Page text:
By Nathan Ross
For an organization that has 638 members, you’d think more than four percent (a maximum of 21 to be exact) of them would tune in to find out how they are doing.
Quidditch Canada (QC) had its annual general meeting on Jan. 22 (hashtagged as #QCAGM on Twitter), and the hour was split very much into two camps. There were presentations made by the members of Quidditch Canada, many of whom had legitimately encouraging things to say about the growth of quidditch in the Great White North. However, there were also growing frustrations with trying to get to the bottom of issues from audience members ― including myself and Quidditch Post Canada Director Serena Cheong.
The majority of the meeting was a general recap of the report from the 2015-16 season, which can be found here. Facilitated by Communications Director Yara Kodershah, presentations were made by Jill Staniec (membership director), Liam Flewwelling (financial director), Nina Patti (volunteer director), Sachin Kotecha (events director), and Ema Shiroma-Chao (gameplay director), when her connection was not having issues and she was able to be a part of the livestream.
Valhalla Quidditch playing at the 2016 Quidditch Canada National Championship | Photo Credit: Ben Holland
There are some very encouraging things for Canadian quidditch that took place last season, like the fact that it made its television debut and the aforementioned increase to 638 members. A Team Council was created to bridge the gap felt between Quidditch Canada and the teams it represents. However, the governing body is still facing issues, and it is not just the lack of a bilingual English-French website.
The financial report felt subpar, with several of the audience members’ questions targeting it. With increasing membership fees, it isn’t encouraging to see $22,111.94 listed under Liabilities going only to “Accounts Payable.” There was a difference of over $10,000 between the cost for eastern and western regional championships, with no detailed explanation.
It is also frustrating for teams in the west to pay the same amount as their eastern counterparts, a point that was raised in #QCAGM. Kotecha mentioned that fees cover more than just regional events, pointing out things like insurance costs, which is pretty obvious and does not seem to account for the vast disparity in costs.
Kotecha made sure to avoid adding any fuel to the east vs. west fire, saying, “We understand that it’s thought that there’s this east-west divide, but we do want to make sure that we’re not trying to make that a real gap that’s there, so your fees are not just going toward events.” This is a really nice sentiment, but it feels a bit cheap without having a detailed breakdown of what Quidditch Canada is doing with players’ money.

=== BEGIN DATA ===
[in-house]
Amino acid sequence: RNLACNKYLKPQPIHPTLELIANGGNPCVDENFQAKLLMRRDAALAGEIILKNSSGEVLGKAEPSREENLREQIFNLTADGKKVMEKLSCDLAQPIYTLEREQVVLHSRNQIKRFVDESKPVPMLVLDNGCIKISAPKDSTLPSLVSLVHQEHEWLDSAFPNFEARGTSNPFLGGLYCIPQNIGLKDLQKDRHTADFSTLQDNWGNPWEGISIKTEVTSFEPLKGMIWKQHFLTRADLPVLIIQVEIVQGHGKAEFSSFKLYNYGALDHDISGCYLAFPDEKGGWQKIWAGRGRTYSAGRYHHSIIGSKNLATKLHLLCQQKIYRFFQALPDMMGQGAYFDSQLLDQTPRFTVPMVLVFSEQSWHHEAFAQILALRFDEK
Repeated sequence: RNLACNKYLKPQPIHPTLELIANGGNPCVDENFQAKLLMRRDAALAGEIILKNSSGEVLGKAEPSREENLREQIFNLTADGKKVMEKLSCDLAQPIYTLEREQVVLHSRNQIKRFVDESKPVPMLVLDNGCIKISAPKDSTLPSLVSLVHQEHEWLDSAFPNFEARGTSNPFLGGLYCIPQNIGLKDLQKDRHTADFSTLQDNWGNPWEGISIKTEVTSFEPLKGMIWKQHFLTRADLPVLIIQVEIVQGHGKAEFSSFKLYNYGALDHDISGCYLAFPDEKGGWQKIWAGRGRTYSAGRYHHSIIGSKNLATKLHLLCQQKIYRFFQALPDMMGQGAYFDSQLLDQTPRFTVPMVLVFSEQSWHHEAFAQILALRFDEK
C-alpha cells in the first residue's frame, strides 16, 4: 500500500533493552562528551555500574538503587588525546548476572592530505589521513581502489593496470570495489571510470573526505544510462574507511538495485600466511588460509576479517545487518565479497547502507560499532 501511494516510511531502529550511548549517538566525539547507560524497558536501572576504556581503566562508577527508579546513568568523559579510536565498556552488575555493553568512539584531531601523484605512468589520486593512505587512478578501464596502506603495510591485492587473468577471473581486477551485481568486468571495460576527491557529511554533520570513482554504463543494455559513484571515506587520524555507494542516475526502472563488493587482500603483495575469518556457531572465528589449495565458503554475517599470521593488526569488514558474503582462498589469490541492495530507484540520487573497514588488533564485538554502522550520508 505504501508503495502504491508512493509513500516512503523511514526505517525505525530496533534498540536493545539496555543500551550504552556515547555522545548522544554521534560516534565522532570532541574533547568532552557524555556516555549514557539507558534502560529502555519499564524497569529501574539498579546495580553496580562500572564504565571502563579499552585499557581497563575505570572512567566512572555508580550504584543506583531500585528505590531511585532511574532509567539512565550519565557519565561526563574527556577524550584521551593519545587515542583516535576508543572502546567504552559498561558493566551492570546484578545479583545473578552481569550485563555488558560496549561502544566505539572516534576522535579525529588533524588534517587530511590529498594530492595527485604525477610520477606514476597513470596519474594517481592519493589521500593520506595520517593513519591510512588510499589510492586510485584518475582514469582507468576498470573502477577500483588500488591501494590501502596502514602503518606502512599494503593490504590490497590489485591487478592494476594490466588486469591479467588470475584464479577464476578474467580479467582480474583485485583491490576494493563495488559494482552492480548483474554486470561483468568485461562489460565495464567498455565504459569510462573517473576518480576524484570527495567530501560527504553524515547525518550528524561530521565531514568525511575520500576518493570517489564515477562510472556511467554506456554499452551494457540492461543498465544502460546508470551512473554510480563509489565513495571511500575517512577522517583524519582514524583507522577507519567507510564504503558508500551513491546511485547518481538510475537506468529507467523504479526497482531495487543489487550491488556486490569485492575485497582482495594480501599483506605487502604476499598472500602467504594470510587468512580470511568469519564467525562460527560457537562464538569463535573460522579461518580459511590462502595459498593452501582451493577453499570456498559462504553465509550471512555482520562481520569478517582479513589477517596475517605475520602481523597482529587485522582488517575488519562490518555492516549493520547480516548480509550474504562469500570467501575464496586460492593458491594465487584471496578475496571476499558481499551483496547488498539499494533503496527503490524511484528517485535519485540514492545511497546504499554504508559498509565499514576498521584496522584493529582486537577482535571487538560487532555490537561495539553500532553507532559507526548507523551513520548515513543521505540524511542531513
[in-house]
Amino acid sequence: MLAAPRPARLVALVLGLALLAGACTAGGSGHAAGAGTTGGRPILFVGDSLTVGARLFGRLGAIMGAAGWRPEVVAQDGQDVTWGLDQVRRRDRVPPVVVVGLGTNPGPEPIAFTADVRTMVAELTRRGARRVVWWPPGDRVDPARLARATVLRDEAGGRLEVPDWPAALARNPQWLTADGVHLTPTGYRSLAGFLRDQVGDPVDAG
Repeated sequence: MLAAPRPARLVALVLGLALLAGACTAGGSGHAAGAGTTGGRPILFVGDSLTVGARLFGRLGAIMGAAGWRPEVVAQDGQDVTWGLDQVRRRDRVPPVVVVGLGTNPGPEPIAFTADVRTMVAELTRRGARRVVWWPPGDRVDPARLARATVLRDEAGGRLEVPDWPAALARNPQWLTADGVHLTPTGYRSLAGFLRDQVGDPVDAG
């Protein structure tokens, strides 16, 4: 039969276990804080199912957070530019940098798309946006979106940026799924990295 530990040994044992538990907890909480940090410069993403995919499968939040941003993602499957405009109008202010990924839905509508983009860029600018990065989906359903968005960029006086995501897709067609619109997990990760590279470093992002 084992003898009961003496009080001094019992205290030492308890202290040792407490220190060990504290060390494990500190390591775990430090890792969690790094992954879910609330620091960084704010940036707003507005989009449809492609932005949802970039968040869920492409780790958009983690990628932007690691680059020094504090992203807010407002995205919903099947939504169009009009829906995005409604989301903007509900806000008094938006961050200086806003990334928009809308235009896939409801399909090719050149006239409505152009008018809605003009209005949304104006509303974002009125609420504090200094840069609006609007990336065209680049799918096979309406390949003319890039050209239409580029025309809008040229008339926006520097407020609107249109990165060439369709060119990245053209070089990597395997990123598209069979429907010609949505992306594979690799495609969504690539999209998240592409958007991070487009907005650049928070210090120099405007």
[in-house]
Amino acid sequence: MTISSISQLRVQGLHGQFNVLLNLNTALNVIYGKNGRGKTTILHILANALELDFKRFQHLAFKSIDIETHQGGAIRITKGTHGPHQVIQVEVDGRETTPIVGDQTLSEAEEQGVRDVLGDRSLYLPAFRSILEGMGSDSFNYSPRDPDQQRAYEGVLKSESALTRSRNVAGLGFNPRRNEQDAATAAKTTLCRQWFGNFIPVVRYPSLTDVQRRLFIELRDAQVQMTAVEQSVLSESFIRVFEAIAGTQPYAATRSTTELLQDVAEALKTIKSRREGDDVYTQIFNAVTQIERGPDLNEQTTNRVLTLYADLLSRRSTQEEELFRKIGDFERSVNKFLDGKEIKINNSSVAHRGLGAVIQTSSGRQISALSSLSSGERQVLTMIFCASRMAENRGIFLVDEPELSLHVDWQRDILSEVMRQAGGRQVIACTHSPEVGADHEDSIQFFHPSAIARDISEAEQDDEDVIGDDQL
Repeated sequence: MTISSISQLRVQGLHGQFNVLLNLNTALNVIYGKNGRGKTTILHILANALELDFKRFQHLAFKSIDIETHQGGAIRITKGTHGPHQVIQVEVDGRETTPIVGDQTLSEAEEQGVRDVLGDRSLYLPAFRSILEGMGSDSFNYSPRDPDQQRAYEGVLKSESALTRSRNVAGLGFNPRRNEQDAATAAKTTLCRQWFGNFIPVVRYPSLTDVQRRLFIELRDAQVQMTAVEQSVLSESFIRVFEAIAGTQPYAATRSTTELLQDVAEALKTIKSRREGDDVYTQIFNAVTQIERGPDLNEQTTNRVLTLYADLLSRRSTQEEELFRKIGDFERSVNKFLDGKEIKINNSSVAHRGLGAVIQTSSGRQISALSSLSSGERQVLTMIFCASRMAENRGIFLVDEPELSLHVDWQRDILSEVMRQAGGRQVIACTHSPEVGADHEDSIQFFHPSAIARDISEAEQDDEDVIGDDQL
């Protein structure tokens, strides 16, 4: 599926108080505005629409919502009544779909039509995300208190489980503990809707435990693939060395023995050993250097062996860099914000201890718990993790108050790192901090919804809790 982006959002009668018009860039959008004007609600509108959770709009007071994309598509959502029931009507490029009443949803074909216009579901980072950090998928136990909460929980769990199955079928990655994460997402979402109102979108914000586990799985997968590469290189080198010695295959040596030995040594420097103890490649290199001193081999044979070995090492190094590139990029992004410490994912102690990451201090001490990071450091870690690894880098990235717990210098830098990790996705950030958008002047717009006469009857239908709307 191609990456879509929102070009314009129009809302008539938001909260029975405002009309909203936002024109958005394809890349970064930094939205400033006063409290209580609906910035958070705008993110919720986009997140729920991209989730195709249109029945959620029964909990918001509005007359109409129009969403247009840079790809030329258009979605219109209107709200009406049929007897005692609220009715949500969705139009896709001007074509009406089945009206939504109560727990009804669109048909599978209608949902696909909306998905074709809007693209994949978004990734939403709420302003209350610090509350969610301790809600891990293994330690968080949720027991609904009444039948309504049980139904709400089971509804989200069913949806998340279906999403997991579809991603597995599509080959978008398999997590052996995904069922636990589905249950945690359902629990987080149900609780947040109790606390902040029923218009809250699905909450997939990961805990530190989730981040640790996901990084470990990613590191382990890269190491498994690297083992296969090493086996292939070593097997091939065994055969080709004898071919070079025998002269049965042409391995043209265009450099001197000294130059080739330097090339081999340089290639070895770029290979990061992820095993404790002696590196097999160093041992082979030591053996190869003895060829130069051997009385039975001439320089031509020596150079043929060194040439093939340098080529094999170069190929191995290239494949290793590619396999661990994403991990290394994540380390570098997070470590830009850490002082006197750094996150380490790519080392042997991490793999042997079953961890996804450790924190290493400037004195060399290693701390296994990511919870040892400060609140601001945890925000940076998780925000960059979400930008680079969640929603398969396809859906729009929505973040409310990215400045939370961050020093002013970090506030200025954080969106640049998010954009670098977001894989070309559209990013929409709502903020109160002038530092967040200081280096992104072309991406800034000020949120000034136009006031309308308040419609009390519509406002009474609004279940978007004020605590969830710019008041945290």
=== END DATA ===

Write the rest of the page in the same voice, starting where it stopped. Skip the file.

At one point throughout the question period, it was mentioned in the chat section of the YouTube stream by Brian Gallaway (who it should be pointed out is also Jill Staniec’s common law partner) that this would be the same kind of financial report that would be satisfactory in the business world. Other members of Quidditch Canada mentioned several times that they were looking for volunteers to audit them if anyone wanted a closer look at the financials. Is it too much to ask for a financial report that looks like USQ’s, complete with the tax return form? If we do not ask, who holds Quidditch Canada to task?
Team Canada playing in the 2016 Quidditch World Cup in Frankfurt, Germany | Photo Credit: Ajantha Abey Quidditch Photography
It is unfortunate that these financial issues overshadowed the projects QC plans on bringing forward, because there are some exciting things in the works. There is a real push to get a team in every province and to establish a standing national team for the the 2016-18 period. Team Canada had a rather successful World Cup, coming in fourth, and should look to use that as a springboard as the country becomes a more connected hub for the growing sport.
However, at the end of the day, the directors at QC need to be able to do one of two things for their next annual general meeting: they need to be prepared to handle any reasonable question from the audience, or they need to be able to say, “I don’t know at this time.” It feels a lot better than trying to deflect, and it might be one of the ways Quidditch Canada gets more than just 20 people to tune in to its #QCAGM.
Editor's Note: An error was made in an earlier version of this article that incorrectly labelled USQ's income tax forms as its financial report. It has since been corrected.